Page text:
Harry Bush saw the ancestry of his art in the quiet dignity of Dutch and Flemish domestic scenes, and, as his younger daughter recalled, mixed pigments and oils, ‘so that his work should mellow, glow and last, and if possible, improve’ (The Art of the Garden, Tate, 2004, p. 85)
Bush’s paintings so obviously mirror the ordinary world we see around us in the U.K (the houses are very specific to England ‚Äì even London suburbia). His gift is to take that reality’ beyond the immediate to something still and satisfying, yet still rooted in and expressed through, the everyday.
The exact location of this painting has yet to be identified but it appears to be set on on an extensive town-edge common. Hay ricks are being made off to the right distance, – commons or parts thereof were sometimes let for hay. The buildings are predominantly modest single houses. There are very few rows/terraces or big houses, no industry, and only what looks like a possible nonconformist church. Paul Stamper has suggested that for this composition Bush might have gone back to Sussex ‚Äì he was born in Brighton ‚Äì and this shows a town at the foot of the Downs.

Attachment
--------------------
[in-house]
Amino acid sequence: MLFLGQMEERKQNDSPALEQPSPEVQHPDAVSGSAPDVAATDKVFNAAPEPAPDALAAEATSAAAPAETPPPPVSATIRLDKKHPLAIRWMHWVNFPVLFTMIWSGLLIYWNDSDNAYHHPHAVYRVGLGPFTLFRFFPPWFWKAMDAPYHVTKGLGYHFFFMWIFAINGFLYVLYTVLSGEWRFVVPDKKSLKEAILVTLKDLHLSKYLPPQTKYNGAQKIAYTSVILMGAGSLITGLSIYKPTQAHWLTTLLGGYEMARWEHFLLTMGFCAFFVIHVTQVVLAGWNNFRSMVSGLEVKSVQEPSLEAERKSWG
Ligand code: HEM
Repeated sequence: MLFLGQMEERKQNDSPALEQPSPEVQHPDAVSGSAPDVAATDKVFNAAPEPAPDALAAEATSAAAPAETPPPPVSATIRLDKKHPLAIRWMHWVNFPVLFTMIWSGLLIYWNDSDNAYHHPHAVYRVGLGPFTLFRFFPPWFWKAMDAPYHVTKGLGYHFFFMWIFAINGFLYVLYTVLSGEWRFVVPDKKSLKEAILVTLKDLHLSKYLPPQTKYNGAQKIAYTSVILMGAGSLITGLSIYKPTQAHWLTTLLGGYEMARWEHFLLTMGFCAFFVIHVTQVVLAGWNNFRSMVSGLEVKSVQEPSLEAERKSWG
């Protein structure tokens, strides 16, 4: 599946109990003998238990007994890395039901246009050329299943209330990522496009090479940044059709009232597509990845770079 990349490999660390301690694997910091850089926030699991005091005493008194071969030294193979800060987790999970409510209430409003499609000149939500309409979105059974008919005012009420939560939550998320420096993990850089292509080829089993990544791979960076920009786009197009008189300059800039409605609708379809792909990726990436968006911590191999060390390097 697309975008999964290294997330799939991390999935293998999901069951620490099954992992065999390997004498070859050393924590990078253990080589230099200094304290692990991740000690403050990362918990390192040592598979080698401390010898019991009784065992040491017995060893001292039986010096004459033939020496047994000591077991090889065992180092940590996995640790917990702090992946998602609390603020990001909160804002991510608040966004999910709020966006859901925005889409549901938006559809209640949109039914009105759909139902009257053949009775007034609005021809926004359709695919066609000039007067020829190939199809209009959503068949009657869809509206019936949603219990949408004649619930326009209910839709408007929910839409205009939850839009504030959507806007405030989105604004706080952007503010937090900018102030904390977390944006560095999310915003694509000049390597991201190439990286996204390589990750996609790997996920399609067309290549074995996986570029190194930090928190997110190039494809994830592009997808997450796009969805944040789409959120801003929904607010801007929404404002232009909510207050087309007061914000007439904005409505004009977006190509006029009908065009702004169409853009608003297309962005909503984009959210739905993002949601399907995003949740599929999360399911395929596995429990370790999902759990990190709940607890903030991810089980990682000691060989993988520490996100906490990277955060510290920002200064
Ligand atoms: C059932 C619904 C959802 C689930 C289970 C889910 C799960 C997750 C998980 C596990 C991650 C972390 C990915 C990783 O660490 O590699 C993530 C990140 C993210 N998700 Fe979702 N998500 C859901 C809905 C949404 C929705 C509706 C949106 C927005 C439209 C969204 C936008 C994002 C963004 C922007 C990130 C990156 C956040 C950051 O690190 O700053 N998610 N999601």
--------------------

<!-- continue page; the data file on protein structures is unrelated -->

High Noon is a 1952 American Western film produced by Stanley Kramer from a screenplay by Carl Foreman, directed by Fred Zinnemann, and starring Gary Cooper. The plot, which occurs in real time, centers on a town marshal whose sense of duty is tested when he must decide to either face a gang of killers alone, or leave town with his new wife.
An iconic film whose story has been partly or completely repeated in later film productions, its ending scenes (a final showdown with Cooper pitched against four outlaws) especially inspired a next-to-endless number of later films, including but not just limited to westerns.
We are grateful to Paul Stamper FSA and Peter Quartermaine for assistance.